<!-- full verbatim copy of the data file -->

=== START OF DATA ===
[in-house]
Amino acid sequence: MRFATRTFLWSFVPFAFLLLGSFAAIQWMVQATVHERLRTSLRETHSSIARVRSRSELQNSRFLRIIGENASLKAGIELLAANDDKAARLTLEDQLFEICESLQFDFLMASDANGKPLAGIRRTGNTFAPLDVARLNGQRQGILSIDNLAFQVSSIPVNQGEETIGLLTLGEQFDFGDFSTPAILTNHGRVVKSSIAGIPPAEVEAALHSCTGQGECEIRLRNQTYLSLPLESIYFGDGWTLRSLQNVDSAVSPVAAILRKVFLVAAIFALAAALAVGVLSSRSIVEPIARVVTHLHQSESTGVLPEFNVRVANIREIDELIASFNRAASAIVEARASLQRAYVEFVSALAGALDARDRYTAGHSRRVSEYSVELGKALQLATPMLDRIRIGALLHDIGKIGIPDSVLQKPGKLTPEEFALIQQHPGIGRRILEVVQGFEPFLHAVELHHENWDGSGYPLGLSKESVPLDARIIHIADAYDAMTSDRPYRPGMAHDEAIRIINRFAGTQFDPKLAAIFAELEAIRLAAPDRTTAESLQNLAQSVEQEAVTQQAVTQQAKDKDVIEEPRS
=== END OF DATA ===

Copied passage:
[in-house]
Amino acid sequence: MRFATRTFLWSFVPFAFLLLGSFAAIQWMVQATVHERLRTSLRETHSSIARVRSRSELQNSRFLRIIGENASLKAGIELLAANDDKAARLTLEDQLFEICESLQFDFLMASDANGKPLAGIRRTGNTFAPLDVARLNGQRQGILSIDNLAFQVSSIPVNQGEETIGLLTLGEQFDFGDFSTPAILTNHGRVVKSSIAGIPPAEVEAALHSCTGQGECEIRLRNQTYLSLPLESIYFGDGWTLRSLQNVDSAVSPVAAILRKVFLVAAIFALAAALAVGVLSSRSIVEPIARVVTHLHQSESTGVLPEFNVRVANIREIDELIASFNRAASAIVEARASLQRAYVEFVSALAGALDARDRYTAGHSRRVSEYSVELGKALQLATPMLDRIRIGALLHDIGKIGIPDSVLQKPGKLTPEEFALIQQHPGIGRRILEVVQGFEPFLHAVELHHENWDGSGYPLGLSKESVPLDARIIHIADAYDAMTSDRPYRPGMAHDEAIRIINRFAGTQFDPKLAAIFAELEAIRLAAPDRTTAESLQNLAQSVEQEAVTQQAVTQQAKDKDVIEEPRS